logo
  Join        Login             Stock Quote

Obama: Extraditing NSA leaker Edward Snowden a legal matter

Thursday, June 27, 2013 9:35 AM


Obama: Extraditing NSA leaker Edward Snowden a legal matter

DAKAR, Senegal, June 27 (UPI) -- President Obama said he hasn't talked to Russian or Chinese leaders about the U.S. secrets leaker because he doesn't want to harm relations with the countries.

"I'm not going to be scrambling jets to get a 29-year-old hacker," Obama said of Edward Snowden during a news conference with Sengalese President Macky Sall in Dakar, Senegal, on the first full day of his visit to Africa.

Obama said he was pursuing Snowden's extradition through established legal channels, suggesting ensuring sensitive national security information is not compromised was a higher priority than snagging Snowden, who admitted leaking data about the National Security Agency's cellphone and Internet monitoring programs.

"I get why it's a fascinating story from a press perspective. I'm sure there will be a made-for-TV movie," Obama said. "The damage done was in respect to the initial leaks."

In Moscow, Thursday's Aeroflot flight to Havana departed without any sign Snowden was aboard, The Washington Post reported.

The non-sighting raised questions about how much longer Snowden might remain in the transit zone at Moscow's Sheremetyevo International Airport.

The 30-year-old former NSA contractor reportedly arrived in Russia from Hong Kong Sunday with plans to travel to Ecuador, where he has applied for asylum.

On Tuesday, Russian President Vladimir Putin confirmed Snowden was in the airport's transit zone, an area where international travelers can stay without a visa to enter the country. Putin said Russia wouldn't extradite Snowden but didn't want to keep him.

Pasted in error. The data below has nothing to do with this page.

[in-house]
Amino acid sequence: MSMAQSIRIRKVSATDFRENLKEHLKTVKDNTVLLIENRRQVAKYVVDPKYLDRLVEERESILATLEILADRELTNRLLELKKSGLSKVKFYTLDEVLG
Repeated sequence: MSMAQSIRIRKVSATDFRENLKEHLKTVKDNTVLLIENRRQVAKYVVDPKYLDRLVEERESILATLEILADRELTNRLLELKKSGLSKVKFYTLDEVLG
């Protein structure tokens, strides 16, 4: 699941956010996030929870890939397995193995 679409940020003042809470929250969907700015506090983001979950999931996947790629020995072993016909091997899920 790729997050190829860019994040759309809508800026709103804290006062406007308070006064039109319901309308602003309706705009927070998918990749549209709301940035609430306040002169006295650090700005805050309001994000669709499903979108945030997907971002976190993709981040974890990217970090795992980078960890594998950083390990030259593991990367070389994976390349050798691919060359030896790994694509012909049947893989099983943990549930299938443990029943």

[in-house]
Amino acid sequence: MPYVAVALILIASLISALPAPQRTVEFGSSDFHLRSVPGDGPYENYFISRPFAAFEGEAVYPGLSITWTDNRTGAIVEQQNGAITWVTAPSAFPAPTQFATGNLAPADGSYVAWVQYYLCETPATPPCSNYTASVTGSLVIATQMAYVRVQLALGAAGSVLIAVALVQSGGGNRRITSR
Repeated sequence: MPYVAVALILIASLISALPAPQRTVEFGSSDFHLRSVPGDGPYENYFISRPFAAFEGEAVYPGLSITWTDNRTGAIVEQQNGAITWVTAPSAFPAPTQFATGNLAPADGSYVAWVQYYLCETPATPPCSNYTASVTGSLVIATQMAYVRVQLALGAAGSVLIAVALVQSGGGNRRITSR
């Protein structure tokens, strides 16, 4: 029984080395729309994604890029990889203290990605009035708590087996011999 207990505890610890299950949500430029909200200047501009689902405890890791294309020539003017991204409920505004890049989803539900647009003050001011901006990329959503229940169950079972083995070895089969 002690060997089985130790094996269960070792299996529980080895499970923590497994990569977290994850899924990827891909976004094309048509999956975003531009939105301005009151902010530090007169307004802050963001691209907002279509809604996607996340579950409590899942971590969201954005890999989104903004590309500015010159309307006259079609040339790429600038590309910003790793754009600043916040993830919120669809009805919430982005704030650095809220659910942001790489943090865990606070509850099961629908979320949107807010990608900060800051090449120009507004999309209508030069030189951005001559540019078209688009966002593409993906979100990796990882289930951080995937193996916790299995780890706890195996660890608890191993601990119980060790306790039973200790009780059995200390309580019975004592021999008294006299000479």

"Mr. Snowden is a free man," he said. "The faster he chooses his ultimate destination, the better for us and for him."

"He did not violate any laws of the Russian Federation. He did not cross the border, stays in the transit zone of the airport and has a right to fly in any direction he thinks of," Foreign Minister Sergey Lavrov told Russia's ITAR-Tass news agency Wednesday. "And as the president put it, the sooner it happens, the better."

The United States has called on any country that Snowden may consider a destination to turn him away.

Conflicting reports have emerged over documents Snowden needs to travel to Ecuador, the Post said. The Spanish-language broadcaster Univision said on its website it had a copy of a letter from the Ecuadoran Embassy in London authorizing Snowden to travel to Ecuador. But other media quoted a deputy foreign minister as saying Ecuador has not given Snowden any documents.

(Source: UPI )
(Source: Quotemedia)

Advertisement
Advertisement



Fundamental data is provided by Zacks Investment Research, and Commentary, news and Press Releases provided by YellowBrix and Quotemedia.
All information provided "as is" for informational purposes only, not intended for trading purposes or advice. iStockAnalyst.com is not an investment adviser and does not provide, endorse or review any information or data contained herein.
The blog articles are opinions by respective blogger. By using this site you are agreeing to terms and conditions posted on respective bloggers' website.
The postings/comments on the site may or may not be from reliable sources. Neither iStockAnalyst nor any of its independent providers is liable for any informational errors, incompleteness, or delays, or for any actions taken in reliance on information contained herein. You are solely responsible for the investment decisions made by you and the consequences resulting therefrom. By accessing the iStockAnalyst.com site, you agree not to redistribute the information found therein.
The sector scan is based on 15-30 minutes delayed data. The Pattern scan is based on EOD data.